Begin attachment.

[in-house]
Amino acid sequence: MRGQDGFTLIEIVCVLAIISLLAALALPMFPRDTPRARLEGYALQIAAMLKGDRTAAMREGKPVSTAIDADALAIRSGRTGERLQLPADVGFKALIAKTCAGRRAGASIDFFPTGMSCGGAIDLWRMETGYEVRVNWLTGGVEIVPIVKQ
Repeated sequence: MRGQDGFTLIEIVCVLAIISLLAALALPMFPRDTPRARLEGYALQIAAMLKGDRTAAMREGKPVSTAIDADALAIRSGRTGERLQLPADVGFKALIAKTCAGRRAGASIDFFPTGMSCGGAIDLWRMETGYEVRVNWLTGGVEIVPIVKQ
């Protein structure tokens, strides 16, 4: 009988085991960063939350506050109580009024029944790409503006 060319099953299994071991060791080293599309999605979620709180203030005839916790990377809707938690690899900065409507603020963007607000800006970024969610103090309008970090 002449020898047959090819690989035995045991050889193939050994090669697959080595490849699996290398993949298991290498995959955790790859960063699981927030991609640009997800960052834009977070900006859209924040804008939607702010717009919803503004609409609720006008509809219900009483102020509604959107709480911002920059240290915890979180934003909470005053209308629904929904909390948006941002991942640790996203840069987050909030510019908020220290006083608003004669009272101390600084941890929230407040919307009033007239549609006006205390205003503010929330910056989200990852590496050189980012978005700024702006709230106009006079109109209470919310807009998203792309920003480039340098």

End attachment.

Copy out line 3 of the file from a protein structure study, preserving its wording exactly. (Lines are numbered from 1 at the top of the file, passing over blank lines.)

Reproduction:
Repeated sequence: MRGQDGFTLIEIVCVLAIISLLAALALPMFPRDTPRARLEGYALQIAAMLKGDRTAAMREGKPVSTAIDADALAIRSGRTGERLQLPADVGFKALIAKTCAGRRAGASIDFFPTGMSCGGAIDLWRMETGYEVRVNWLTGGVEIVPIVKQ